The Journal of Headache and Pain 06/2014; 15(1):38. DOI:10.1186/1129-2377-15-38 · 2.80 Impact Factor
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ABSTRACT: Over the last 10 years an increasing amount of data regarding the prevalence of chronic daily headache (CDH) has been published. The economic implications of chronic daily headache have now grown in importance in view of the increasingly limited financial resources in the health care system. In addition to recording data regarding the prevalence of this disease, epidemiological studies have also dealt with analysing and evaluating the quality of life of the afflicted patients. According to population-based data from the USA, Europe and Asia, approx. 4-5% of the population suffer from chronic daily headache. These have been equated up until now with chronic tension-type headache (CTTH). More recent epidemiological studies have resulted in an adaptation of this point of view. Currently it is assumed that approx. 2-3% of the population suffer CTTH, which preferably affects females (approximately twice as frequently); approx. 2 % suffer chronic migraine (transformed migraine = TM) and 0.2 % are afflicted with a so-called new daily persistent headache or very rarely a hemicrania continua.
European journal of medical research 07/2003; 8(6):236-40. · 1.50 Impact Factor
Available from: Andrea M Trescot
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ABSTRACT: Opioid abuse has continued to increase at an alarming rate since our last opioid guidelines were published in 2005. Available evidence suggests a continued wide variance in the use of opioids, as documented by different medical specialties, medical boards, advocacy groups, and the Drug Enforcement Administration.
The objectives of opioid guidelines by the American Society of Interventional Pain Physicians (ASIPP) are to provide guidance for the use of opioids for the treatment of chronic non-cancer pain, to bring consistency in opioid philosophy among the many diverse groups involved, to improve the treatment of chronic non-cancer pain, and to reduce the incidence of abuse and drug diversion.
A broadly based policy committee of recognized experts in the field evaluated the available literature regarding opioid use in managing chronic non-cancer pain. This resulted in the formulation of the review and update of the guidelines published in 2006, a series of potential evidence linkages representing conclusions, followed by statements regarding the relationships between clinical interventions and outcomes.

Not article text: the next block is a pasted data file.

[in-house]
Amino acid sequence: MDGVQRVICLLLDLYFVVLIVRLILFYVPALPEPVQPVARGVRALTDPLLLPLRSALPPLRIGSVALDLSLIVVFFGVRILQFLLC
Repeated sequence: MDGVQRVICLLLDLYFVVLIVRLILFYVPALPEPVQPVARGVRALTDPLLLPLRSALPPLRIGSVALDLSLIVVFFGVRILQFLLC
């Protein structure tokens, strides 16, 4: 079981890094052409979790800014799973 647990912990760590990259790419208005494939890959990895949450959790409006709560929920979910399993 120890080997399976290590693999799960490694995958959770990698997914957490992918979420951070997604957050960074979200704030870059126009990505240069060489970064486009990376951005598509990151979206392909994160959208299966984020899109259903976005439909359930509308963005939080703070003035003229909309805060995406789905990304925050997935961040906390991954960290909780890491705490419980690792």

The elements of the guideline preparation process included literature searches, literature synthesis, consensus evaluation, open forum presentations, formal endorsement by the Board of Directors of the American Society of Interventional Pain Physicians, and peer review. Based on the criteria of the U.S. Preventive Services Task Force, the quality of evidence was designated as Level I, II, and III, with 3 subcategories in Level II, with Level I described as strong and Level III as indeterminate. The recommendations were provided from 1A to 2C, varying from strong recommendation with high quality evidence to weak recommendation with low-quality or very low-quality evidence.
After an extensive review and analysis of the literature, which included systematic reviews and all of the available literature, the evidence for the effectiveness of long-term opioids in reducing pain and improving functional status for 6 months or longer is variable. The evidence for transdermal fentanyl and sustained-release morphine is Level II-2, whereas for oxycodone the level of evidence is II-3, and the evidence for hydrocodone and methadone is Level III. There is also significant evidence of misuse and abuse of opioids. The recommendation is 2A - weak recommendation, high-quality evidence: with benefits closely balanced with risks and burdens; with evidence derived from RCTs without important limitations or overwhelming evidence from observational studies, with the implication that with a weak recommendation, best action may differ depending on circumstances or patients' or societal values.
Opioids are commonly prescribed for chronic non-cancer pain and may be effective for short-term pain relief. However, long-term effectiveness of 6 months or longer is variable with evidence ranging from moderate for transdermal fentanyl and sustained-release morphine with a Level II-2, to limited for oxycodone with a Level II-3, and indeterminate for hydrocodone and methadone with a Level III. These guidelines included the evaluation of the evidence for the use of opioids in the management of chronic non-cancer pain and the recommendations for that management. These guidelines are based on the best available evidence and do not constitute inflexible treatment recommendations. Because of the changing body of evidence, this document is not intended to be a "standard of care."
Pain physician 04/2008; 11(2 Suppl):S5-S62. · 3.54 Impact Factor